Confidential information is the very lifeblood of many businesses and, if it is removed without authority by untrustworthy employees, it can be very hard to retrieve. As one case showed, however, judges have a range of emergency powers that can be used to ensure that the trail does not go cold.
A food wholesaling company launched proceedings after two of its senior employees resigned. They were alleged to have taken up employment with a competitor, one of them before the expiry of his notice period. It was also claimed that they had taken a great deal of the company’s confidential customer and pricing information with them and that, prior to their departure, they had acted fraudulently in diverting secret profits into their own pockets.
The company sought a pre-trial order requiring the former employees to deliver up any confidential information in their possession on their doorsteps. Concerned that the information could be deleted or destroyed if the men got wind of the proceedings, thus defeating the objective of the order, the company unusually did not give them prior notice of the application.
In ruling on the matter, the High Court noted that it had necessarily heard only one side of the case and that to grant such an order without notice was exceptional. However, there was clear evidence that the former employees had wrongfully taken copies of confidential information that the company described as its crown jewels.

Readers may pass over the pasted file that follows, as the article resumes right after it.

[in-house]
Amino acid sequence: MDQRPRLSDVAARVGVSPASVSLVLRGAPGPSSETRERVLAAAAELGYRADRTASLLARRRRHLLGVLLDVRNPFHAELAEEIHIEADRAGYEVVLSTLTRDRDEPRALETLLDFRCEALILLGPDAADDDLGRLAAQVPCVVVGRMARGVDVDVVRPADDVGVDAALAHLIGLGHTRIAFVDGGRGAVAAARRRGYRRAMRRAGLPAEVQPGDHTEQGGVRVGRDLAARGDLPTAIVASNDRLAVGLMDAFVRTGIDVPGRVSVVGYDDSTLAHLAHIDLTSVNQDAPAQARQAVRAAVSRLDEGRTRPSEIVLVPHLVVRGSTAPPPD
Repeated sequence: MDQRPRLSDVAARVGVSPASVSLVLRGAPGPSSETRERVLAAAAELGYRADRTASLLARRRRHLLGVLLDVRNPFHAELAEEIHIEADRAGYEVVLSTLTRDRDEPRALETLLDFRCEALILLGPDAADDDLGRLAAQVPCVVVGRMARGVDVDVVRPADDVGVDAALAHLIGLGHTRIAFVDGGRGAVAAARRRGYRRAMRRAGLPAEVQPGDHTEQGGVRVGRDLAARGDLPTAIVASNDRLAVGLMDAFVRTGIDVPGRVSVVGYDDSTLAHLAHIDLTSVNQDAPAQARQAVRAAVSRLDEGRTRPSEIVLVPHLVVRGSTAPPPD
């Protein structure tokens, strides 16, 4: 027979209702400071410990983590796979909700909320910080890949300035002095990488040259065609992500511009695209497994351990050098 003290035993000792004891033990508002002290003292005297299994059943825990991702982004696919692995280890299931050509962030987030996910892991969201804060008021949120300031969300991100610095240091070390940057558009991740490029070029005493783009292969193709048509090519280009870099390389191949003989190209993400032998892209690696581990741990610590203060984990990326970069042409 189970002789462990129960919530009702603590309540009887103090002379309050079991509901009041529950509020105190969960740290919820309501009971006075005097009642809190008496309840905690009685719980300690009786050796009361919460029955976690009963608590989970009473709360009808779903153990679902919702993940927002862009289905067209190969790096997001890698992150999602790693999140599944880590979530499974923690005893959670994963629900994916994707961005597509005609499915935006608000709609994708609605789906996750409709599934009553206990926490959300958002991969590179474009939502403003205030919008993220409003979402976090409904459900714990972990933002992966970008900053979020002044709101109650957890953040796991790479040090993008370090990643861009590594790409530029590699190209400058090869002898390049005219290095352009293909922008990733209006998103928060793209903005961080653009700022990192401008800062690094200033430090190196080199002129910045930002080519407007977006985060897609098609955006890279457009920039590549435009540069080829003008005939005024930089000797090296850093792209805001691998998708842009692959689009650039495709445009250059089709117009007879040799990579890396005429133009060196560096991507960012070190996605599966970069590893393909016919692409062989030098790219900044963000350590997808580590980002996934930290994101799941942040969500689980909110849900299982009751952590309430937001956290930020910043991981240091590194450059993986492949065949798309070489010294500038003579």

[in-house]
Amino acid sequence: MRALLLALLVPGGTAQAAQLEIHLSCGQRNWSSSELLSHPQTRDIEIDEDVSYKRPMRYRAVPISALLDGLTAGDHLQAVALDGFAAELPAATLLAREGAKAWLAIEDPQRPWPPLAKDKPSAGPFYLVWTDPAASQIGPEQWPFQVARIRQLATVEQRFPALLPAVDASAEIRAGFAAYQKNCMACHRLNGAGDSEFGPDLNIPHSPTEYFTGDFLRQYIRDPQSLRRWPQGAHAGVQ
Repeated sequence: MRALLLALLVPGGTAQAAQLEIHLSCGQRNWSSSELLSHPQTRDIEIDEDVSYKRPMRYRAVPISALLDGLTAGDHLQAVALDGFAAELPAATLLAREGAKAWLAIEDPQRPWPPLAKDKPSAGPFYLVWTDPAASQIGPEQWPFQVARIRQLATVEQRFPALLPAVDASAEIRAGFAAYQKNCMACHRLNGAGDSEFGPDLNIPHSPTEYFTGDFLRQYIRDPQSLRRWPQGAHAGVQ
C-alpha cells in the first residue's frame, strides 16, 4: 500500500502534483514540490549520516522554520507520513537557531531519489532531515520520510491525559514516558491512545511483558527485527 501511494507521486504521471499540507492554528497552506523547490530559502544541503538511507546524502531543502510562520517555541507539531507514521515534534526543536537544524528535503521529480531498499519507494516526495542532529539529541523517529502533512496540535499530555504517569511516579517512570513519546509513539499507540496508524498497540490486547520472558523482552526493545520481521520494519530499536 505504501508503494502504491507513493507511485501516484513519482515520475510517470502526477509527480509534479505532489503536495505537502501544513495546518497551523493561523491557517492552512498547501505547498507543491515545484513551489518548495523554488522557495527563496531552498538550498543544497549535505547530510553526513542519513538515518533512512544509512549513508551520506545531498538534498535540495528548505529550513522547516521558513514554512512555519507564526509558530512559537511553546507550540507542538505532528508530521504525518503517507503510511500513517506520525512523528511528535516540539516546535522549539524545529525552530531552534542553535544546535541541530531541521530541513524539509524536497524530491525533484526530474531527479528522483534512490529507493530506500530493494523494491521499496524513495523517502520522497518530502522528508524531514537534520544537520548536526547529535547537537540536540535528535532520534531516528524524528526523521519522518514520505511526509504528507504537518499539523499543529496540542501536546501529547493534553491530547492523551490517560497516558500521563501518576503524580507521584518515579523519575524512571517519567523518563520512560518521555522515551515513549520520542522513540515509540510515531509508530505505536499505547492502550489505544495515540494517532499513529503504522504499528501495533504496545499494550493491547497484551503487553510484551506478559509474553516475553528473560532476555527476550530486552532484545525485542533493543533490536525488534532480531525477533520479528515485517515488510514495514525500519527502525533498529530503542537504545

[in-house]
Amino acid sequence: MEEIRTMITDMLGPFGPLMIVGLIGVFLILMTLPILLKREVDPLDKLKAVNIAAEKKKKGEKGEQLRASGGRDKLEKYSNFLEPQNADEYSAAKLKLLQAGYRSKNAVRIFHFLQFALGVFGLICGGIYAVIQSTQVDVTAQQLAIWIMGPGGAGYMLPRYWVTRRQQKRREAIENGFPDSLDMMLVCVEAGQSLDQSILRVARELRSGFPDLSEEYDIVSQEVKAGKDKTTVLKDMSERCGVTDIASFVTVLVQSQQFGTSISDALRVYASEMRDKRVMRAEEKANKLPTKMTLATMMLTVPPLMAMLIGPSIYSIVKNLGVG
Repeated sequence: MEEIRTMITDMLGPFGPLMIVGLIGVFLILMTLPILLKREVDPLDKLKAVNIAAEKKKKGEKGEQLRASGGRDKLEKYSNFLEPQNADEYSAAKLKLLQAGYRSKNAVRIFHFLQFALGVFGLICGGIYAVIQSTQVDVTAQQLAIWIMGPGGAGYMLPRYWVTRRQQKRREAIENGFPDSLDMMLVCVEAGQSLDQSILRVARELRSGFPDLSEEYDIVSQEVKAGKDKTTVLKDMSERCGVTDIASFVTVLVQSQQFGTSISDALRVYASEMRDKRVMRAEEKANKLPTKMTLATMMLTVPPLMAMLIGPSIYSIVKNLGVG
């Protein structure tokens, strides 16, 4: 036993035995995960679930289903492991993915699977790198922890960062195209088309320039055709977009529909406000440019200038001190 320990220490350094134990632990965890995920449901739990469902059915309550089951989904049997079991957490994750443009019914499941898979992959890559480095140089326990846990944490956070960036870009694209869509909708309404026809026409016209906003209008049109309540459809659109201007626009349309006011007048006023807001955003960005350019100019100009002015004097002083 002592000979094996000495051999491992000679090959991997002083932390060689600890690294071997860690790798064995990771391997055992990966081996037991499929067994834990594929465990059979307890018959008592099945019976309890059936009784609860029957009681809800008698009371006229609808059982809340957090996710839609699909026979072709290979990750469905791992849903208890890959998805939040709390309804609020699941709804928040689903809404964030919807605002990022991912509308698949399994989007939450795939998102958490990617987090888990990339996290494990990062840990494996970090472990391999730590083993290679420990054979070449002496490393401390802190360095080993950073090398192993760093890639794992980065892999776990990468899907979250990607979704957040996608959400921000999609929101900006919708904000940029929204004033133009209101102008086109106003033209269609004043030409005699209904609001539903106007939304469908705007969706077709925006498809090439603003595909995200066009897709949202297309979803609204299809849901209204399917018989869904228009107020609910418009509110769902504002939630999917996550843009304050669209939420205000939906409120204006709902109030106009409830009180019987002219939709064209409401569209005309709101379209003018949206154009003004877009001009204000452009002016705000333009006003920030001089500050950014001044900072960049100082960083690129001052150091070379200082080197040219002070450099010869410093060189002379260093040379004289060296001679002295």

There was also clear evidence that both men had acted fraudulently prior to their resignations and were either competing or preparing to compete with the company in breach of restrictive covenants in their employment contracts. There was good evidence that the potential damage to the company were the information to fall into the hands of a competitor would be very serious.
The men were likely to still have digital copies of the confidential information in their possession and the company had established a sufficient possibility of destruction to justify the grant of a doorstep delivery-up order. The order would not require the men to allow access to their homes or to submit to a search of their premises. They would also only be required to hand over electronic data, rather than hard copy documents, and the company and its lawyers would not be entitled to see the information retrieved without a further court order.